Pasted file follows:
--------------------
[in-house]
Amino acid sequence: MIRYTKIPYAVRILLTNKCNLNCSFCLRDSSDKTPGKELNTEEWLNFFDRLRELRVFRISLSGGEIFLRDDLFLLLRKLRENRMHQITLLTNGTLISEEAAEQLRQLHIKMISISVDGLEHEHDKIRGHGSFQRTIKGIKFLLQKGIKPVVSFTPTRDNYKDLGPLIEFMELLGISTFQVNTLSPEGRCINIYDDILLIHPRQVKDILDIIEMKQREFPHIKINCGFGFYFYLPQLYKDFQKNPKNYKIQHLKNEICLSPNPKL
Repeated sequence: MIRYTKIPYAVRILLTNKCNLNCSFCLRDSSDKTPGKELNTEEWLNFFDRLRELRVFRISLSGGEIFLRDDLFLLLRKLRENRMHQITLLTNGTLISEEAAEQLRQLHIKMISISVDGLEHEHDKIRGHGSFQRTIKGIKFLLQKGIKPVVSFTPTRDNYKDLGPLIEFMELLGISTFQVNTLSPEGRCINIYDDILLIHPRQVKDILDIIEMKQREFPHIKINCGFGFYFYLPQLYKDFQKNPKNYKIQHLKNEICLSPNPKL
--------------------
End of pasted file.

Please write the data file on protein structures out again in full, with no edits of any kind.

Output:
[in-house]
Amino acid sequence: MIRYTKIPYAVRILLTNKCNLNCSFCLRDSSDKTPGKELNTEEWLNFFDRLRELRVFRISLSGGEIFLRDDLFLLLRKLRENRMHQITLLTNGTLISEEAAEQLRQLHIKMISISVDGLEHEHDKIRGHGSFQRTIKGIKFLLQKGIKPVVSFTPTRDNYKDLGPLIEFMELLGISTFQVNTLSPEGRCINIYDDILLIHPRQVKDILDIIEMKQREFPHIKINCGFGFYFYLPQLYKDFQKNPKNYKIQHLKNEICLSPNPKL
Repeated sequence: MIRYTKIPYAVRILLTNKCNLNCSFCLRDSSDKTPGKELNTEEWLNFFDRLRELRVFRISLSGGEIFLRDDLFLLLRKLRENRMHQITLLTNGTLISEEAAEQLRQLHIKMISISVDGLEHEHDKIRGHGSFQRTIKGIKFLLQKGIKPVVSFTPTRDNYKDLGPLIEFMELLGISTFQVNTLSPEGRCINIYDDILLIHPRQVKDILDIIEMKQREFPHIKINCGFGFYFYLPQLYKDFQKNPKNYKIQHLKNEICLSPNPKL